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Video Friday: Pico Quadrotor, iRobot Control, and Android Metamorphosis

This week's best robot videos, with a Kafkaesque ending

4 min read
Video Friday: Pico Quadrotor, iRobot Control, and Android Metamorphosis
Photo: Vijay Kumar Lab

You know how we keep saying that robots are designed for places that are dirty and dangerous? Yeah, we need to get ourselves some robots that can go in and help with the Ebola outbreak. That’s why I got all excited to see something about an Ebola-fighting robot in the news this week. But as it turns out, this thing is totally not a robot, since a human has to wheel it around, and then it just sits there and turns some UV lights on and off for five minutes. No sensing, no reacting to its environment, no autonomy or intelligence. It’s just a dumb machine. This isn’t to say that it’s not effective at what it does; it’s just not a robot.

Sigh.

To make ourselves feel a little bit better, we’ve done what we usually do, which is to fill our Friday with videos of robots that really are robots.

It’s so small! It’s so bouncy! It’s the Pico Quadrotor!

[ Vijay Kumar Lab ]

We’ve held off on posting videos from Team BlackSheep recently, since they do a lot of stuff with drones that’s fairly reckless and (depending on where you are) probably illegal. But this video is worth posting because it illustrates exactly why flying drones near populated areas (be it a village or a city) can be tricky and why you shouldn’t believe the hype about urban drone delivery. See if you can spot the wire that brought the drone down. I barely could, even after replaying it five times.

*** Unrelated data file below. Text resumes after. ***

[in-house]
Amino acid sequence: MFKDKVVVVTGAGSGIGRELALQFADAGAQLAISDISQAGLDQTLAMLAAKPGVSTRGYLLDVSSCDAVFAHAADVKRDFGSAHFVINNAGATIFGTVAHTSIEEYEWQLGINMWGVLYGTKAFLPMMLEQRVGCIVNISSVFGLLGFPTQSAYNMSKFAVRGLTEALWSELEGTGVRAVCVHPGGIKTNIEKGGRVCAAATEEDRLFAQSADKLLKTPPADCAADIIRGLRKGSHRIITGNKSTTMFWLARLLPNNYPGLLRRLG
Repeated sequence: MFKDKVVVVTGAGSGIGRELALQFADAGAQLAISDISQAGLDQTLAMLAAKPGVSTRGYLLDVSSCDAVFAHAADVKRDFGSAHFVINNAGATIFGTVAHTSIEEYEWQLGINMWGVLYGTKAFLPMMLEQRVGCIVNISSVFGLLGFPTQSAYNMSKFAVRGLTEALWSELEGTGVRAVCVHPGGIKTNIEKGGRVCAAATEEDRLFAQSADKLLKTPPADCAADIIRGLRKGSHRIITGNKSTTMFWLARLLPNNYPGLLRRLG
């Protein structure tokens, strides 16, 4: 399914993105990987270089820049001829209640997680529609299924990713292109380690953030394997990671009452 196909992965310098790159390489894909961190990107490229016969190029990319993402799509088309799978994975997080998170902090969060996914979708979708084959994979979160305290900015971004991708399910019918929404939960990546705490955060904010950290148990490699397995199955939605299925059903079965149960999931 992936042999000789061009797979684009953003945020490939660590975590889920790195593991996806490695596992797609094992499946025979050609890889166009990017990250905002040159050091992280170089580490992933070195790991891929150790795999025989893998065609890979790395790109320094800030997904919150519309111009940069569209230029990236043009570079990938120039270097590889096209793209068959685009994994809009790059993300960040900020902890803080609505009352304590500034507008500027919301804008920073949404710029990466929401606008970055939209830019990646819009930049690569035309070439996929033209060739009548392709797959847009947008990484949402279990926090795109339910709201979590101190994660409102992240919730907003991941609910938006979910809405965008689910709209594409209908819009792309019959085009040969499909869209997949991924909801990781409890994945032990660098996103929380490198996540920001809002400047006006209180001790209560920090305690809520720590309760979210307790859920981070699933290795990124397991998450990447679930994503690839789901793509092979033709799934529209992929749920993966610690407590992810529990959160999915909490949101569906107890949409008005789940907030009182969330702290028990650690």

[ Team BlackSheep ]

iRobot’s new uPoint Multi-Robot Control System swaps out bulky controllers for a streamlined tablet interface that standardizes the operation of all of iRobot’s, um, robots. You get as many touchscreen controls as you can throw your fingers at, along with lots of other features designed to make driving the robots and operating its sensors and manipulators easy and intuitive:

  • A virtual joystick that allows users to touch and drag anywhere on the main video feed to steer the robot
  • Predictive drive lines that help guide operators through tight spots
  • Autonomous driving modes including vector drive to hold a desired heading
  • Simplified manipulation with direct control of the arm on a virtual model
  • Data sharing from the operator’s controller to other team members or remote observers
  • Easy switching on the same tablet between different robots operating in the vicinity